Paris Fashion Week Review- Gareth Pugh and Dries Van Noten

The Paris Fashion Week shows are certainly shaping up to have a tinge of melancholy. Perhaps these collections like many a French movie just can’t be the standard fashion regalia.

Take for example Gareth Pugh whose show was reminiscent of aTim Burton movie from the neck up but from the neck down the collection was pure couturier bliss… Nay for a few fringy frocks at the end. Though I cant imagine the gothic pale makeup catching on with the fashion set, the gorgeous gowns were cut to perfection time and time again boasting full skirting that lent a Victorian feeling to juxtapose the modern more edgy details.

WWD described it this way:

After a dalliance with ruffles and gossamer fabrics last season, the English designer was back to his sculptural, futuristic ways. Employing heavy couture silks, bonded leather and sturdy canvas the color of cement, he crafted coats and jackets with hunched, sloping shoulders and raised necklines which elongated the body. They flared open over stiff, jutting skirts that picked up the dust from the point de Hongrie parquet.


Forgetting the caught-in-a-hurricane hairdos and the heavy Goth styling, this collection was really about statement coats with demonstrative, face-framing collars — some jutting dramatically, others crumpling romantically.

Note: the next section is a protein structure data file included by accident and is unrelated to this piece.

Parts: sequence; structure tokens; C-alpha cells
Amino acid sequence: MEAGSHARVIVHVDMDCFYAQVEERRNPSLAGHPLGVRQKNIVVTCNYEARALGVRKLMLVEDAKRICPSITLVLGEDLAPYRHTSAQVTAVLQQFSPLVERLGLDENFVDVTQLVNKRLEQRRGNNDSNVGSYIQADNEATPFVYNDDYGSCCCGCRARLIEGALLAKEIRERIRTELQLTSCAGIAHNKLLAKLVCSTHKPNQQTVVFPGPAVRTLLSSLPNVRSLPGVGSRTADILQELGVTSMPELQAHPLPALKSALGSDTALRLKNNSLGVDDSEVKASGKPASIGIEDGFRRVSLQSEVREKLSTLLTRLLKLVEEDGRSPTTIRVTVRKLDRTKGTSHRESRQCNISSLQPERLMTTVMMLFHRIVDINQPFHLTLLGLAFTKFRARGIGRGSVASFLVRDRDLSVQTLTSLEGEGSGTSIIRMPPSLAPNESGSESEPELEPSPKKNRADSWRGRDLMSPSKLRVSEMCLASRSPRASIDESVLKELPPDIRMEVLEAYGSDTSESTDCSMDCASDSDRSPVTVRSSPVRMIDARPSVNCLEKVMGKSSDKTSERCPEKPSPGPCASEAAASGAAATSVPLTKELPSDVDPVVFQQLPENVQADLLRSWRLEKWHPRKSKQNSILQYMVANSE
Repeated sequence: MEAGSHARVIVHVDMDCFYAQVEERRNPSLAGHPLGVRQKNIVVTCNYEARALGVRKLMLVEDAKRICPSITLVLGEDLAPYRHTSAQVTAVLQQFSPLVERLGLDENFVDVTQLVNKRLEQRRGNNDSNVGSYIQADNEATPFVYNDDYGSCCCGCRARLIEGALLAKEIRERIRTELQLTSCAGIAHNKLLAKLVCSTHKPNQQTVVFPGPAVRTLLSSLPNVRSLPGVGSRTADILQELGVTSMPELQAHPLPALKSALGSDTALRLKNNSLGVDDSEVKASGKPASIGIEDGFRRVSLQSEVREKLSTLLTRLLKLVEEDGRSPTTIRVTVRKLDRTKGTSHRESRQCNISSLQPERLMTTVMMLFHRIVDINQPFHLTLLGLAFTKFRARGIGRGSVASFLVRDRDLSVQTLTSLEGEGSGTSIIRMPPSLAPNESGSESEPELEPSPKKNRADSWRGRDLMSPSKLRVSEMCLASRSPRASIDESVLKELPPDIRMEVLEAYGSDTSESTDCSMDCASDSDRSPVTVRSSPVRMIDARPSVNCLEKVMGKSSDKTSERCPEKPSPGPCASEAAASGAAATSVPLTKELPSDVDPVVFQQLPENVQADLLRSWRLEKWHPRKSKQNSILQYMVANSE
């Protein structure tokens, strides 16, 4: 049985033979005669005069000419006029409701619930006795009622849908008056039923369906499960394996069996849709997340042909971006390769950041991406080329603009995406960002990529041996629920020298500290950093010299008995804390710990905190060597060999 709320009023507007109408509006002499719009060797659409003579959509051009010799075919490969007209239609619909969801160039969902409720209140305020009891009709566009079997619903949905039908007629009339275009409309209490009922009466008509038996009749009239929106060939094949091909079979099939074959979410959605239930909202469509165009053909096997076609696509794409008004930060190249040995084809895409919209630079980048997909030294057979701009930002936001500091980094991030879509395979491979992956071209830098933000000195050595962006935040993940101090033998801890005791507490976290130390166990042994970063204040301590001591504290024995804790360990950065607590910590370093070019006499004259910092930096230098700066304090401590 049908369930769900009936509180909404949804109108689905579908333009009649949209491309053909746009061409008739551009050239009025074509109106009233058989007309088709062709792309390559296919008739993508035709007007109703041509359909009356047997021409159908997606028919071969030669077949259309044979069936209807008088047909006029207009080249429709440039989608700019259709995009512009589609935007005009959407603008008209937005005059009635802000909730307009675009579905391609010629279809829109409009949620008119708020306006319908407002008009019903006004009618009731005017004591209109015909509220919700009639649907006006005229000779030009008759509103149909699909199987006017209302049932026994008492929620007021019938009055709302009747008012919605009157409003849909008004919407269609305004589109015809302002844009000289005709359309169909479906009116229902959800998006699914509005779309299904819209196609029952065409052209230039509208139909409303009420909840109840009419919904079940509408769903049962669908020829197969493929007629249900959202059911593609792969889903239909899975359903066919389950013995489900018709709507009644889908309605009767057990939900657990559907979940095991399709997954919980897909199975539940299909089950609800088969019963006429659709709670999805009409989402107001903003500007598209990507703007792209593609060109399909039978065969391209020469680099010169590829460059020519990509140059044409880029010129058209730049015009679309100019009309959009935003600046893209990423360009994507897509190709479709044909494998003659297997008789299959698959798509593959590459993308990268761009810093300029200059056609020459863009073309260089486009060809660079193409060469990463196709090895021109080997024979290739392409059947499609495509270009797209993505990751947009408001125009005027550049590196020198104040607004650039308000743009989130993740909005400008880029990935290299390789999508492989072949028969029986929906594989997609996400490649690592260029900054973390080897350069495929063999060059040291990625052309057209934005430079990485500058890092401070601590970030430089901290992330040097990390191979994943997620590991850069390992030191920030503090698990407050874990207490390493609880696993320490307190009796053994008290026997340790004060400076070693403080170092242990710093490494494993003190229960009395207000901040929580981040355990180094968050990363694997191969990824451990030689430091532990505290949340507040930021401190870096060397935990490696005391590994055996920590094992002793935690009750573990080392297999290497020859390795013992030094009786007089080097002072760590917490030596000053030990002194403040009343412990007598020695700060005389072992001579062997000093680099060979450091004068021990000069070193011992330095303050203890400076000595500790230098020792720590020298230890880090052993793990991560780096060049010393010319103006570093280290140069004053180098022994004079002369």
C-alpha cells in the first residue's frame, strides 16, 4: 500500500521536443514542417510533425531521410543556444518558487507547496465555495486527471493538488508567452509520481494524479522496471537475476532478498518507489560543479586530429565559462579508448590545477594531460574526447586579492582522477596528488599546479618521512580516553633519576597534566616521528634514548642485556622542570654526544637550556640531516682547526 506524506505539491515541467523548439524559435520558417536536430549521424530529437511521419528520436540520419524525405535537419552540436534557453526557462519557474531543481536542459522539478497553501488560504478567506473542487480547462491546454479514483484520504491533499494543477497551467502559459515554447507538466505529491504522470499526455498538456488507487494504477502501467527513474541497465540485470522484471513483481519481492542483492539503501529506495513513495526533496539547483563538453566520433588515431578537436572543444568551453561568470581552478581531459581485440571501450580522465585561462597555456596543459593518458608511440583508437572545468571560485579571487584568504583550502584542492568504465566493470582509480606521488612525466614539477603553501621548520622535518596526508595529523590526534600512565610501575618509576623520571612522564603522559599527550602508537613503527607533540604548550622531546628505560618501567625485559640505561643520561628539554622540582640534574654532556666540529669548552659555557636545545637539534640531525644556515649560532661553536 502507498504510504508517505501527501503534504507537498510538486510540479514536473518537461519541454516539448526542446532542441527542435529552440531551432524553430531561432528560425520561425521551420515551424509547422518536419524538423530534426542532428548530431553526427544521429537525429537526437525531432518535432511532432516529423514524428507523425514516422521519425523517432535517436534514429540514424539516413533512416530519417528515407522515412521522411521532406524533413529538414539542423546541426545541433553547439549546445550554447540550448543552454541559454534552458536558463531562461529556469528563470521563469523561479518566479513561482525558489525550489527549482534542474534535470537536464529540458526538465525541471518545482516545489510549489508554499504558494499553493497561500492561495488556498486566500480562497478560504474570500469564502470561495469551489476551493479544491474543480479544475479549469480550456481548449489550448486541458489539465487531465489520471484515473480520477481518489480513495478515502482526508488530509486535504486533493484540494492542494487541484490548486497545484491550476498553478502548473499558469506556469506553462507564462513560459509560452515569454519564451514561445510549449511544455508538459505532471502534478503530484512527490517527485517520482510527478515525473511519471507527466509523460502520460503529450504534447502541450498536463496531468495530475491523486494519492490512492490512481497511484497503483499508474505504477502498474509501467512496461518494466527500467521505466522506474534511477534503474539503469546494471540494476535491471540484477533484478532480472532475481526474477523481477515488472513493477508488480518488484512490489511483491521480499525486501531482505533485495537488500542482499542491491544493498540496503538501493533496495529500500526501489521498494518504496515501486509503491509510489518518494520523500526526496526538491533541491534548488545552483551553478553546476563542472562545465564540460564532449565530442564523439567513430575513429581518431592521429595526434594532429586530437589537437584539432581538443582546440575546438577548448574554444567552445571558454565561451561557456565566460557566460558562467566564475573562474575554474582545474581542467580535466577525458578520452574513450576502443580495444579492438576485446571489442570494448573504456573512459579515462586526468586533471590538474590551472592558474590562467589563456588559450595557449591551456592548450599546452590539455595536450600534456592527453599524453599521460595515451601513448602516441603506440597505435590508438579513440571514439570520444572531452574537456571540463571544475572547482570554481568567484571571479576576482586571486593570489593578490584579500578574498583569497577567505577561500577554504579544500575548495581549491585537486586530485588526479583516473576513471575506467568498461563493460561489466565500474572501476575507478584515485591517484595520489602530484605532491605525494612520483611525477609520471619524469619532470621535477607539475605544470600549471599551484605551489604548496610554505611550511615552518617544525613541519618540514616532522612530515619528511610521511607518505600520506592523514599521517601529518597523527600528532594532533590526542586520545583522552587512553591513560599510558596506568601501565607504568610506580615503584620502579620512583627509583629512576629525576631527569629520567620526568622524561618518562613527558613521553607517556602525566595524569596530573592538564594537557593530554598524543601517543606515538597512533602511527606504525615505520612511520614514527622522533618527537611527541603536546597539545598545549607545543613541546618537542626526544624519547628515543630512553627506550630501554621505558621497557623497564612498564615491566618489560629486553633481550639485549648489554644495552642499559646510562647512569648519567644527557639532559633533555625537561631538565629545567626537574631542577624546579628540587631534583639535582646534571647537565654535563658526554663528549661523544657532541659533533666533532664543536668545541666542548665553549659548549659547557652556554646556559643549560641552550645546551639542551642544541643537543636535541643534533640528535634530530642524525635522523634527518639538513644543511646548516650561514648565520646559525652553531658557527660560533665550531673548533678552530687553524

The finale looks were over-the-top, with black plastic strips employed as fringe on silvery tweed gowns, or shaved like a hedge into bulging atomic-bomb silhouettes. Deflating the apocalyptic mood, a few editors couldn’t resist copping a feel of the swollen dresses as they passed by to see if they might be made of garbage bags.

On the other hand there is Dries Van Noten a line I generally love, but this collection had me mildly stumped. While some pieces were flowy and feminine other were so exaggerated that even the models looked full figured… Which always begs the question… Who wants to dress heavier?


WWD reported this about the collection
Van Noten decided to focus on mannish tailoring in precise cuts, outsized proportions and traditional fabrics.

“And what’s really the opposite of men’s wear is the exaggerated women’s wear,” he said during a preview. “For me, I think about ice-skating. The diamond embellishment is there, the stones are always just a little bit bigger, the decoration is often feathers and fringes. It’s kind of the women’s wear invading the men’s elements in the collection.”


Van Noten announced said invasion from the first look out, an amply proportioned coat with explosive red and gold embroidery down one side, belted in a skinny strip of crystals and worn over gray trousers. He continued on with the tailoring — a twist on the three-piece suit, here a jacket over skirt over pants; trompe l’oeil dresses that appeared to be layered pieces. With the British wools as his base, the designer sometimes introduced rich, pale brocades into the mix. Almost every look bore some fusion of masculine and feminine: the austerity of a jacket and pants interrupted by an all-over fringed chemise; the collegiate dash of a big, striped sweater countered with an embroidered velvet skirt. Another sweater look — slouchy dark gray knit over a tiered, tailored skirt — got its girly glow from a giant “diamond” brooch placed on the hip.


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